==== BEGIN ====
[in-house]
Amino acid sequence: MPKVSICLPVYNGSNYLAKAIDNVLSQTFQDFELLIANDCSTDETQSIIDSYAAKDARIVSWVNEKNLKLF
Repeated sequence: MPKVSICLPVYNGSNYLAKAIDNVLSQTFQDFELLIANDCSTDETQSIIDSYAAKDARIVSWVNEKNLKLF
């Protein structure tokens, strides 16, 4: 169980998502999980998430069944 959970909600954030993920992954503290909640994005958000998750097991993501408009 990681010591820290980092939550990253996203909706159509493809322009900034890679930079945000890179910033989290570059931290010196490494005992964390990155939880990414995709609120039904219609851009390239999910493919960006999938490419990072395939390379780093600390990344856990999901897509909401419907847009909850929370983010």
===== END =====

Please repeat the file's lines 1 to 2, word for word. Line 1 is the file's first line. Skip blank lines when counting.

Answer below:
[in-house]
Amino acid sequence: MPKVSICLPVYNGSNYLAKAIDNVLSQTFQDFELLIANDCSTDETQSIIDSYAAKDARIVSWVNEKNLKLF